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Why men have to be involved with Lib Dem Women

Last month Lib Dem Women was launched – an amalgamation of the Campaign for Gender Balance and Women Liberal Democrats and they are imploring members to sign up and join in making the Lib Dems a party which encourages women to get all the way to the top without any barriers due to their gender.

Now it may surprise one or two of you but I am indeed a member of this group and as such I got sent through nomination papers for their executive the other morning. This got me thinking. Then a couple of days ago a Lib Dem member blogged and tweeted about how Paddy Ashdown had declared that he wouldn’t be sitting on any all male panels and plenty of people RT it in my twitter timeline but she has subsequently deleted the blog post so whether this was not true or she decided to delete the blog for other reasons well I just don’t know.

The main point though is that members – mainly female members – were delighted that Paddy had decreed that he wasn’t going to stand on all male panels and therefore surely members would also want at least one man to be involved with Lib Dem Women? Makes sense, no?

Now I’m probably not the guy for this. I firmly disagree with positive discrimination when it comes to PPC’s and believe that the progress of women within the party will have to come from other avenues. Unlike the other main parties the LDs do not have any natural safe seats where women can be elected and learn on the job. Therefore women (and men) who aren’t already MPs will face an uphill battle to get the nomination for a winnable seat and it is harder (for both sexes) to get their foot in the door with the party due to this.

In my opinion the best way to deal with this is to have gender equality firmly on the map internally. Now whether this means that a certain % of all national internal bodies be made up of men and women or some other way I don’t know. This maybe why there is a group to discuss all these matters. For example I could propose that all internal bodies have a male and a female as Chair/Vice and that people vote for a list of people and the person with most votes gets the chair and the next highest person of the opposite gender gets vice. That is a possibility but recently Lib Dem Youth voted for a female chair and vice and that has been roundly rejoiced so in my scenario that would have failed to happen unless we insert a ‘well unless the two highest votes are for women and therefore sod the quota system.’

Also what happens if say for a national party group not enough people of the opposite gender apply? Say we have a 40% minimum of one gender in all national party groups and in elections only 27% of the candidates are of a certain gender. Then what do we do? Also training is of vital importance. Getting people interested in politics is hard but when they are interested then you give them the most backup you can. For many young people politics is an interest but unless that interest is nurtured then it can dissipate and I think that is similar to issues LDW face. If women don’t believe that they can progress then they won’t bother but if we can show there is a route either further up the party internally or towards being a PPC then interest will ignite.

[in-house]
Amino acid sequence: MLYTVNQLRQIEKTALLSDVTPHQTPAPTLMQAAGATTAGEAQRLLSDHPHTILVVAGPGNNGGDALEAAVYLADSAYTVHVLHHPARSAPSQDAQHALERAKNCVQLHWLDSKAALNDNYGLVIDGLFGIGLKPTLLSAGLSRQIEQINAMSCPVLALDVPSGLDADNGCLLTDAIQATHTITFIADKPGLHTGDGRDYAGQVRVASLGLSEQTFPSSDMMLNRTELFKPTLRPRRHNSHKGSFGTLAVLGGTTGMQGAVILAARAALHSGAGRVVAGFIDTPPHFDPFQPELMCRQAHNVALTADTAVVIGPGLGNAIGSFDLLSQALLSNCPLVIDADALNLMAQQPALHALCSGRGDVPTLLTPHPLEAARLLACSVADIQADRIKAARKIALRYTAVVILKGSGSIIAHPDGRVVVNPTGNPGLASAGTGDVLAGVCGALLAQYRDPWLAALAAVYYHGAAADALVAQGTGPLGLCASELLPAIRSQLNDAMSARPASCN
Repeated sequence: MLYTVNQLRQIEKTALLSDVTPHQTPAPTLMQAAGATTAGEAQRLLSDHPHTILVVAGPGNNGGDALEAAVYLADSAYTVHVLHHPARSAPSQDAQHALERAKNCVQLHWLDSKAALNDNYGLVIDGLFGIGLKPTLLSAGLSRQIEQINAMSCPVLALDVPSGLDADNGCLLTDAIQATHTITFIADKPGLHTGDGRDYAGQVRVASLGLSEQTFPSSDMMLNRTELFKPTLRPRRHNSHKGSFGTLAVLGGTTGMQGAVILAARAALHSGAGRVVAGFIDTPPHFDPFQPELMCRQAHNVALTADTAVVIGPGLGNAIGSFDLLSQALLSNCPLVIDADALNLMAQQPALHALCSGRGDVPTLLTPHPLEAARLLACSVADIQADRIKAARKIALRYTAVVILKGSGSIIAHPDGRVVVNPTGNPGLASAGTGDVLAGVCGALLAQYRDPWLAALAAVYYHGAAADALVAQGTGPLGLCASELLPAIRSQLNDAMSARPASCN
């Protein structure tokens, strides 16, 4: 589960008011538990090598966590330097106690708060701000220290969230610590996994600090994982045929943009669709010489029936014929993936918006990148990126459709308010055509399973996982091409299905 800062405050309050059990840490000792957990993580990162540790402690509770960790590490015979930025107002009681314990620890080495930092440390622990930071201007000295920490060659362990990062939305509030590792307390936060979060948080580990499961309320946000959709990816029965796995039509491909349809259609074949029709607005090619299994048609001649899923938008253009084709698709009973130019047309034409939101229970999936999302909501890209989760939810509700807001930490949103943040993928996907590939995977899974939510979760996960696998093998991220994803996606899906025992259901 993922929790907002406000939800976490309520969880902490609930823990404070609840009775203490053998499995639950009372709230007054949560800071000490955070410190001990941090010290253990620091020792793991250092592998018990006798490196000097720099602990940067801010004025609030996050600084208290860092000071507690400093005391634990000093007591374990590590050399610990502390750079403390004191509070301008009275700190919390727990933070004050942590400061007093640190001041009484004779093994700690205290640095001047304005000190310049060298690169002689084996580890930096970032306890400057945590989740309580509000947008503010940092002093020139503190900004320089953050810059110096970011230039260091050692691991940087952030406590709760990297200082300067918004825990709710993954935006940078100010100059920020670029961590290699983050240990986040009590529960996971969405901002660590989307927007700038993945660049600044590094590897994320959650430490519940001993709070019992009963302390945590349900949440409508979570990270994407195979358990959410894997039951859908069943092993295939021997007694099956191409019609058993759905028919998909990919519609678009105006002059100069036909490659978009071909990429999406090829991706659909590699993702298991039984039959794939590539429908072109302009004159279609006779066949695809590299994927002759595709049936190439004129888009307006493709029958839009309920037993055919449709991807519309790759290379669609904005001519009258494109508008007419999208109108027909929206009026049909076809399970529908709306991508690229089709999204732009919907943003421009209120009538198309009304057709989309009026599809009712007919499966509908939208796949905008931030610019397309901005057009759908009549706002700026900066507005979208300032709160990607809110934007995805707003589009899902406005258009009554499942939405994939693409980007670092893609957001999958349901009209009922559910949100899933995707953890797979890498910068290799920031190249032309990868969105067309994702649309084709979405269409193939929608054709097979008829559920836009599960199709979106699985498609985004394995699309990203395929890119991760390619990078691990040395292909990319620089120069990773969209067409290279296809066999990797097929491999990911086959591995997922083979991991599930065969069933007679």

There are many questions to answer but I really do think that Lib Dem Women should not just be made up of women because doesn’t that doesn’t really help their remit of gender equality. So I would implore a man or two who have joined Lib Dem Women to put themselves forward to become members of the executive. I’m more than comfortable with the main positions being all filled by women (but if they had a male vice for example that wouldn’t be a bad thing) but there are eight positions available on the executive outside the main positions and two or three of them hopefully will be filled up with men who also advocate gender equality and can give a different viewpoint to help aid the whole situation along.

Update: I’m told that Labour actually outlawed internal party election quotas which is a bit of a bugger considering I just spent a good while advocating that. Oh well. My main point still stands though. Need to find ways to excite and show enthusiastic women (as well as men and youth) that there is a future of progression if they want that and I think having different viewpoints is vital to working out the best way forward for gender equality within the party.

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One Comment

  1. I’d like to see us try more carrots before we reach for the sticks. I’d really like to see hard evidence on the %age of local party officers who are women, and also the chain of people going forward for candidate approval, approved candidates, selected candidates and elected candidates. I bet the number of women drops at each step, but I’d like to see how much.

    Again, part of the problem is that we rely on volunteers for much of our activity. We don’t have the resources and would chafe at the centralization of a purely HQ-run operation. However, if I had to advocate any enforcement measures, it would be that every regional party officer has to undergo diversity training, and that regional parties are responsible for providing diversity training to their local party officers. The party’s existing diversity training is eye-opening and well worth anybody undertaking.

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